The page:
If you have heard the term short sale thrown around in real estate investing seminars, networking opportunities, etc. but you don’t know what it means, this post will give you the definition, in non-legal terms.
Basically, a short sale occurs when a home owner needs to sell their property, but cannot sell it for what is owed on the property. If there is a buyer with an offer on the table for less than what is owed on the property, the contract can be considered by the bank, and if the bank accepts, the bank chooses to forfeit the difference between the sales price and the amount owed on the loan, and thus a short sale has occurred.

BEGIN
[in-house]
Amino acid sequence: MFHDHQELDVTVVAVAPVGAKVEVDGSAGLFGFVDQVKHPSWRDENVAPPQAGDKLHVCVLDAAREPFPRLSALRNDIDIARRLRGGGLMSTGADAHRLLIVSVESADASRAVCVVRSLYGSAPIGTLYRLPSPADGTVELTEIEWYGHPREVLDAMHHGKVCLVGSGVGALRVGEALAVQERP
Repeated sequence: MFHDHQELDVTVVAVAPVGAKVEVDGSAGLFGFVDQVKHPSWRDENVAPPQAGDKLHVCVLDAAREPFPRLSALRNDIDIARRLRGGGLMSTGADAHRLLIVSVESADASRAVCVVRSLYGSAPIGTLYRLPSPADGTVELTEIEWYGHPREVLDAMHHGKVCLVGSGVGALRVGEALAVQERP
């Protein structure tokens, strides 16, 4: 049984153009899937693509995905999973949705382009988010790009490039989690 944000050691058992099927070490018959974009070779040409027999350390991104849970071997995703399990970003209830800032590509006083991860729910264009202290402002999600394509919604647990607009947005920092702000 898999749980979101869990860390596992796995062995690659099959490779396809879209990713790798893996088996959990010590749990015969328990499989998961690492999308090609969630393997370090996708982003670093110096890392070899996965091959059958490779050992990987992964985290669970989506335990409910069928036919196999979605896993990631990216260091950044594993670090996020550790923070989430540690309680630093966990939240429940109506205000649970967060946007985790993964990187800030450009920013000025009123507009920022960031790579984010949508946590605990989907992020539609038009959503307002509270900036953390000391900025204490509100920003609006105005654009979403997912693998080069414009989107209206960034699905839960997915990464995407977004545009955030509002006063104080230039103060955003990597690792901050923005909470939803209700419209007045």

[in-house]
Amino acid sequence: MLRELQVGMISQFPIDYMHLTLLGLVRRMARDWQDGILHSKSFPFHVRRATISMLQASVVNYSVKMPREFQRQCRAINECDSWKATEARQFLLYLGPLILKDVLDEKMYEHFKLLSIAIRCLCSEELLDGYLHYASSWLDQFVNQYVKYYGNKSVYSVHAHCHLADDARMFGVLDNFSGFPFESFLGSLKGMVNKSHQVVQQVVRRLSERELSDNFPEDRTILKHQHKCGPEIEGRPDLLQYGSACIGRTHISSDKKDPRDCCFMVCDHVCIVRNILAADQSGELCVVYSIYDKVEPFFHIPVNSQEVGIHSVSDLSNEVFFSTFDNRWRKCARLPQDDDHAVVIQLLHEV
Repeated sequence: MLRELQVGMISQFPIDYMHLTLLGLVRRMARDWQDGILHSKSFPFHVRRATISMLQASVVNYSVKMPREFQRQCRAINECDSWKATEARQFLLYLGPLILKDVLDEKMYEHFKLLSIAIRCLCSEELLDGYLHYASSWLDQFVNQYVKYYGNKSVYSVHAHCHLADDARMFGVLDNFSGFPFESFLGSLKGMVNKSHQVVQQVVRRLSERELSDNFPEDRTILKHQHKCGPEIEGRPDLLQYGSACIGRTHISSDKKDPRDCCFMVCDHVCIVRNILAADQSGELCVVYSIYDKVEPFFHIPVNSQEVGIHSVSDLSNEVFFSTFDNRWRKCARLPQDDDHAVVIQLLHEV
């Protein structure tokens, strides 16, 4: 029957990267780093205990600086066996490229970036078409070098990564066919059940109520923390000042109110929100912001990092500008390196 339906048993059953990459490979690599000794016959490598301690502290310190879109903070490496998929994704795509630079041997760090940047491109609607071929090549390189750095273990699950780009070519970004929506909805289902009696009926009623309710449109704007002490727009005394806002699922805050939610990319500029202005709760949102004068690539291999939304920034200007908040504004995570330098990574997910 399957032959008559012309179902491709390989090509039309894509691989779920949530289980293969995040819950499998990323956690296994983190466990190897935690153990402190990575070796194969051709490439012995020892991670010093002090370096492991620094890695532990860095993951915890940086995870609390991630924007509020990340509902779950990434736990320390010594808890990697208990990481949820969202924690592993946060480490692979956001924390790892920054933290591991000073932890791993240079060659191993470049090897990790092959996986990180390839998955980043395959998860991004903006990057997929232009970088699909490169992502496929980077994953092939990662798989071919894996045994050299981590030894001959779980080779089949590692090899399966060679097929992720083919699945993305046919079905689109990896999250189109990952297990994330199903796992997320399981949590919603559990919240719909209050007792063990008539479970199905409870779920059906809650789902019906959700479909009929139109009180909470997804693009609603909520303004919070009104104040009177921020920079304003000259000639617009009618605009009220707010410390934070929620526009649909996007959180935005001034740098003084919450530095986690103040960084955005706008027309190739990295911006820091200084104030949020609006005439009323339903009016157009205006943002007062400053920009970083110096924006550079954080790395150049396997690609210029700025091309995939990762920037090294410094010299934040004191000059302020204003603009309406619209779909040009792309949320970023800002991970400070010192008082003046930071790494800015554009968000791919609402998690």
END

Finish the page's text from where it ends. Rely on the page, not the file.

So for example, if John Doe owns a home with a mortgage of $150,000, needs to sell, and a buyer will only offer $125,000 for the property, there is a difference of $25,000. If the offer is presented to the bank, and the bank accepts it, the bank chooses to lose the $25,000.
Why would a bank do this, you ask?
Probably because John Doe is behind in his payments, and is in danger of losing the property. The cost of foreclosure to the bank is considerably high (I’ve read even as much as $60,000 or more), so the bank has to consider what it would cost them in terms of time and money to foreclose on the home, versus taking the quicker short sale exit. If they don’t stand to lose as much money and time on the short sale offer as on the foreclosure process, they just might accept the deal.
And this, my friends, creates an amazing opportunity for us as real estate agents and investors…